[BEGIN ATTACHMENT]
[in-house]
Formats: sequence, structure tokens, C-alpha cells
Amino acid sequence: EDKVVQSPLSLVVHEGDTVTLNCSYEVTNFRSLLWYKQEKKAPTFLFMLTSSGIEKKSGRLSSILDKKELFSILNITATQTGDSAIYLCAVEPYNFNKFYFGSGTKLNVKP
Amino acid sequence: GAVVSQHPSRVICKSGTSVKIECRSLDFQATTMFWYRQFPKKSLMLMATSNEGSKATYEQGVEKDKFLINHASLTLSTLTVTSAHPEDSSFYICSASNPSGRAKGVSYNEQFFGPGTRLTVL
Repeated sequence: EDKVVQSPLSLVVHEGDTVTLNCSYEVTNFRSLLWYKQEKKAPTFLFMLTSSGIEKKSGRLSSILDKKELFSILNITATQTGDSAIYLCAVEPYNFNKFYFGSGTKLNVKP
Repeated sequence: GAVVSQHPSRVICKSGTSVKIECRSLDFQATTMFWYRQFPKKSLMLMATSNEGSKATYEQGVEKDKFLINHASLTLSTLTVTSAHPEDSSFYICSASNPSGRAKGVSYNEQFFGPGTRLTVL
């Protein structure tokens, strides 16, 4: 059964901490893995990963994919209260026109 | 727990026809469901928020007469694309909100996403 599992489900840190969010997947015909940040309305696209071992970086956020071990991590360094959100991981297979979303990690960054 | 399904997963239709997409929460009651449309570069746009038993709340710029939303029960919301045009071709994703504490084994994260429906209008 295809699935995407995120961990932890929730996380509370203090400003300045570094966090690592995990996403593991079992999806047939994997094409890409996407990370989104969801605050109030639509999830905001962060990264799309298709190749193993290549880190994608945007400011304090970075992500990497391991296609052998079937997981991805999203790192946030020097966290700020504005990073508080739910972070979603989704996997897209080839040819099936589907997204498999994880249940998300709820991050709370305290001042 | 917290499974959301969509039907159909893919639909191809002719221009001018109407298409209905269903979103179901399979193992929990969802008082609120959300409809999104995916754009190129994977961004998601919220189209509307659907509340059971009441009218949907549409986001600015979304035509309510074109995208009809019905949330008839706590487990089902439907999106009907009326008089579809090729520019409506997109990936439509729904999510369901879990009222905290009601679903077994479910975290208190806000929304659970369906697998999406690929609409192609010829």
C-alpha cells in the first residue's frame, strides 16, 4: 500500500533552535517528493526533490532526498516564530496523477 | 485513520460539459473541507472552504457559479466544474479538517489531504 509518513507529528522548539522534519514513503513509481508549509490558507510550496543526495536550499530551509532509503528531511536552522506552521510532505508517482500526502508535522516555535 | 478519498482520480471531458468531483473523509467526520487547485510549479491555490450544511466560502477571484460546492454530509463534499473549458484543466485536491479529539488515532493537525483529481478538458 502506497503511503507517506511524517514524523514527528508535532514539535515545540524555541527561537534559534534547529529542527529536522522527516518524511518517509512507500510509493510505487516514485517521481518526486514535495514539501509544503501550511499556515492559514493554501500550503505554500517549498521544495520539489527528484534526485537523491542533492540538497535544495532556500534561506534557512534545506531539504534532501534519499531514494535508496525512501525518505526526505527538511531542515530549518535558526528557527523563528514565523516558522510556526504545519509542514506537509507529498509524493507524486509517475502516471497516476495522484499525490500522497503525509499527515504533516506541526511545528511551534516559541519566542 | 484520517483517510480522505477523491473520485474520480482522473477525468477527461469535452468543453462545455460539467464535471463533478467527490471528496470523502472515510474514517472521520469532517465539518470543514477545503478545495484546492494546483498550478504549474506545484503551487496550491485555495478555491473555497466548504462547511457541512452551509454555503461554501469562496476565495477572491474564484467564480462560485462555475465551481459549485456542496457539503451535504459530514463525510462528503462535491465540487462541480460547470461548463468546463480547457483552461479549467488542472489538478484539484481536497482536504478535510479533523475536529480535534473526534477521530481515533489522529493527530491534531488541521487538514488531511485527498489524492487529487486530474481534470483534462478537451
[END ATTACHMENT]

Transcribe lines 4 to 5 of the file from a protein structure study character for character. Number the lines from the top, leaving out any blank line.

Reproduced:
Amino acid sequence: GAVVSQHPSRVICKSGTSVKIECRSLDFQATTMFWYRQFPKKSLMLMATSNEGSKATYEQGVEKDKFLINHASLTLSTLTVTSAHPEDSSFYICSASNPSGRAKGVSYNEQFFGPGTRLTVL
Repeated sequence: EDKVVQSPLSLVVHEGDTVTLNCSYEVTNFRSLLWYKQEKKAPTFLFMLTSSGIEKKSGRLSSILDKKELFSILNITATQTGDSAIYLCAVEPYNFNKFYFGSGTKLNVKP